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Ammunition shortage caused by high demand leads to rationing, higher

Supply chain issues have become a major concern heading into the holidays. But they’re not new.

Throughout the pandemic, a boom in sales has led to a shortage of both guns and ammunition.

“It just grew to a point where I found it hard to be able to find what I wanted,” said Bill McGuire of Interlaken Guns and Ammo. “I said, ‘Well, why don’t I start my own store.’ I totally underestimated how many people in the area were interested in guns.”

When you come to his checkout counter, you’ll see a sign that states one box of ammunition per caliber, and that’s because there’s been a nationwide ammunition shortage.

“We’re rationing it because we want to give everybody the opportunity to have something,” McGuire said.

According to the National Shooting Sports Foundation, there were eight million new gun buyers last year.

“Sold each one of those people just one box of ammo,” McGuire said. “There is eight to 10 million boxes of ammo that somebody else can’t get.”

He said, “Because of COVID, the suppliers of primers, powder, casings and things like that. There was a backlog of that stuff. So it’s a perfect storm in regards to why the ammo shortage started. You know, I, I had a box of ammo that I sold for $19 here and they said that the cheapest they found it. Anyplace else was $40.”

McGuire says the shortage has been affecting more than ammunition.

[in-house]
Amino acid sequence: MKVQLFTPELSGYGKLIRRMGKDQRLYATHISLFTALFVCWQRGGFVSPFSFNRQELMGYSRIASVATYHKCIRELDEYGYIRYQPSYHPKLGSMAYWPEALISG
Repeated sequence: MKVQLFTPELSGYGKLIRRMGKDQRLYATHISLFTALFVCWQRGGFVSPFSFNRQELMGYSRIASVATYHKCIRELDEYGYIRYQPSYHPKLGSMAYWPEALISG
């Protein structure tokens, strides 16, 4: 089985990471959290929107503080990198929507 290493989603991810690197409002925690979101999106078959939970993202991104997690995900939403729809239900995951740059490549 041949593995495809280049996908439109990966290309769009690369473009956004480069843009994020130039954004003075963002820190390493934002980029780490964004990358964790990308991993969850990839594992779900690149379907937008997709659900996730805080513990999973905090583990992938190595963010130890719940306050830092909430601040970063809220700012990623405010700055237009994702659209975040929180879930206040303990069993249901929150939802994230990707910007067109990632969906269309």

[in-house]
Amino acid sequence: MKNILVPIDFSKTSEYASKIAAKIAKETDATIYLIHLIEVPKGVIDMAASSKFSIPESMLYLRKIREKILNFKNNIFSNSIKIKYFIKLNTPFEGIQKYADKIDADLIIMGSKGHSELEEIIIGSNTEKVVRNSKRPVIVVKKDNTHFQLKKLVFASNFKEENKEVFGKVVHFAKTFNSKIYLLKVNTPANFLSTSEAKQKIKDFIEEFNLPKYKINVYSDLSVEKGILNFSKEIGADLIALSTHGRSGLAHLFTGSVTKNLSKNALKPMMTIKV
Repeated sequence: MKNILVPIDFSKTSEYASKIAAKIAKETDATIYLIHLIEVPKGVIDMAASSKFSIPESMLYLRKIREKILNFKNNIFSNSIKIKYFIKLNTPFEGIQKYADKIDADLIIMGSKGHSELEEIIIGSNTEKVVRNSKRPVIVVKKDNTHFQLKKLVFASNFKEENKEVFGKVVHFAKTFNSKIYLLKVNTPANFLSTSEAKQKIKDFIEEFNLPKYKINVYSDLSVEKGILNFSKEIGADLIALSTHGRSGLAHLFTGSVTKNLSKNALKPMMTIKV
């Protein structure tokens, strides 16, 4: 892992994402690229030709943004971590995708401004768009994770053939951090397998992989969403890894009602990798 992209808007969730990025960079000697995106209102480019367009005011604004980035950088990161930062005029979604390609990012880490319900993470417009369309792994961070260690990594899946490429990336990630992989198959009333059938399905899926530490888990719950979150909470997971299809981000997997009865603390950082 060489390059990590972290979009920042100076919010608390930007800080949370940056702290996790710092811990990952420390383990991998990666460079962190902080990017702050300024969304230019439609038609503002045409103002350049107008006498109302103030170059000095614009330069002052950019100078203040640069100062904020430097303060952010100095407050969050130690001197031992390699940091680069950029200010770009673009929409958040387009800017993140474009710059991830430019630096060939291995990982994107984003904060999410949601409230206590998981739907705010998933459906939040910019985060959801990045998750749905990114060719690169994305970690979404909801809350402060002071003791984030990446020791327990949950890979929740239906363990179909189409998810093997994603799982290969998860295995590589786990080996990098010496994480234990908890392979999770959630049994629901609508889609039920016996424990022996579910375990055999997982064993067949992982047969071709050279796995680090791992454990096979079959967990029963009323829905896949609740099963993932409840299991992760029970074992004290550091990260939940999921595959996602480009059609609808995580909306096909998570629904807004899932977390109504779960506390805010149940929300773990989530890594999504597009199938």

“I can’t get everything that I want to get. I probably lose at least two sales a day because I can’t get a gun,” McGuire said. “I think it’s better right now than any time since COVID hit. I have over 400 guns in the store right now. I don’t have all the ones I want. And sometimes, when I get one of the ones that I want, it goes to the next day.”

Mead Loop, treasurer of the Trumansburg Fish and Game Club, said, “During the pandemic, our membership grew significantly because when governments restricted a lot of indoor activity, there weren’t a lot of outdoor sports that we could still do.”

He said while shopping for his own rifle, he saw the price of ammunition go up.

“A box of shells 18 months ago was half this price,” he said. “This is the first box of shells I bought that cost more than $10.”

Doing one round of skeet shooting, or going to five different stations, requires one box of ammunition, so Loop and others in the club have had to cut back.

“And we talk about it a lot. It’s a pure supply demand problem,” Loop said. “There are a lot more shooters than there were a year or two ago, and therefore, they all want the same ammo. Where we might shoot four or five rounds or boxes in a day, we are one or two now.”

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